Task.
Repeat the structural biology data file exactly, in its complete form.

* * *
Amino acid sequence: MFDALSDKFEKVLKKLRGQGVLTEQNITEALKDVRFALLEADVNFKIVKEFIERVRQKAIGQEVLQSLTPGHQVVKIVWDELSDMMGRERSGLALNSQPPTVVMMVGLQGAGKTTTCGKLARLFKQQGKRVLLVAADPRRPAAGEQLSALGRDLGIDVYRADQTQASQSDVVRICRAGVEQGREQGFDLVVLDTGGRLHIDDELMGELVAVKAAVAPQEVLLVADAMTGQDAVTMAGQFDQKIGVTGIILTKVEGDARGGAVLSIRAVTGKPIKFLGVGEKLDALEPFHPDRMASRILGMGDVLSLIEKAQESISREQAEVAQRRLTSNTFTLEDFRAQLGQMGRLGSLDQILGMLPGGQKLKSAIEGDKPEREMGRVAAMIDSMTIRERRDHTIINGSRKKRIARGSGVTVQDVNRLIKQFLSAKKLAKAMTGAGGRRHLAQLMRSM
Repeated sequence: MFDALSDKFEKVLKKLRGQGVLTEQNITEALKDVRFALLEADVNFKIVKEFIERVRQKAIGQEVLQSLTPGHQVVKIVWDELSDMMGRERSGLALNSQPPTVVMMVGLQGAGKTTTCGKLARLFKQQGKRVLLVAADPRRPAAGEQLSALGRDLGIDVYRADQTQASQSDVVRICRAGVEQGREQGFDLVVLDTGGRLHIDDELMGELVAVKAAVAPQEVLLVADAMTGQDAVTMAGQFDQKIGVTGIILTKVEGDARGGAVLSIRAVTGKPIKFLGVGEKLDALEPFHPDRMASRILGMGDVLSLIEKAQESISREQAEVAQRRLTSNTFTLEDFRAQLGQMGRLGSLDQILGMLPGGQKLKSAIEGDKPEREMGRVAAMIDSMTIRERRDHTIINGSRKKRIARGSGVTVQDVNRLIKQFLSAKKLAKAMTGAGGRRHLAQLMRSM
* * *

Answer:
Amino acid sequence: MFDALSDKFEKVLKKLRGQGVLTEQNITEALKDVRFALLEADVNFKIVKEFIERVRQKAIGQEVLQSLTPGHQVVKIVWDELSDMMGRERSGLALNSQPPTVVMMVGLQGAGKTTTCGKLARLFKQQGKRVLLVAADPRRPAAGEQLSALGRDLGIDVYRADQTQASQSDVVRICRAGVEQGREQGFDLVVLDTGGRLHIDDELMGELVAVKAAVAPQEVLLVADAMTGQDAVTMAGQFDQKIGVTGIILTKVEGDARGGAVLSIRAVTGKPIKFLGVGEKLDALEPFHPDRMASRILGMGDVLSLIEKAQESISREQAEVAQRRLTSNTFTLEDFRAQLGQMGRLGSLDQILGMLPGGQKLKSAIEGDKPEREMGRVAAMIDSMTIRERRDHTIINGSRKKRIARGSGVTVQDVNRLIKQFLSAKKLAKAMTGAGGRRHLAQLMRSM
Repeated sequence: MFDALSDKFEKVLKKLRGQGVLTEQNITEALKDVRFALLEADVNFKIVKEFIERVRQKAIGQEVLQSLTPGHQVVKIVWDELSDMMGRERSGLALNSQPPTVVMMVGLQGAGKTTTCGKLARLFKQQGKRVLLVAADPRRPAAGEQLSALGRDLGIDVYRADQTQASQSDVVRICRAGVEQGREQGFDLVVLDTGGRLHIDDELMGELVAVKAAVAPQEVLLVADAMTGQDAVTMAGQFDQKIGVTGIILTKVEGDARGGAVLSIRAVTGKPIKFLGVGEKLDALEPFHPDRMASRILGMGDVLSLIEKAQESISREQAEVAQRRLTSNTFTLEDFRAQLGQMGRLGSLDQILGMLPGGQKLKSAIEGDKPEREMGRVAAMIDSMTIRERRDHTIINGSRKKRIARGSGVTVQDVNRLIKQFLSAKKLAKAMTGAGGRRHLAQLMRSM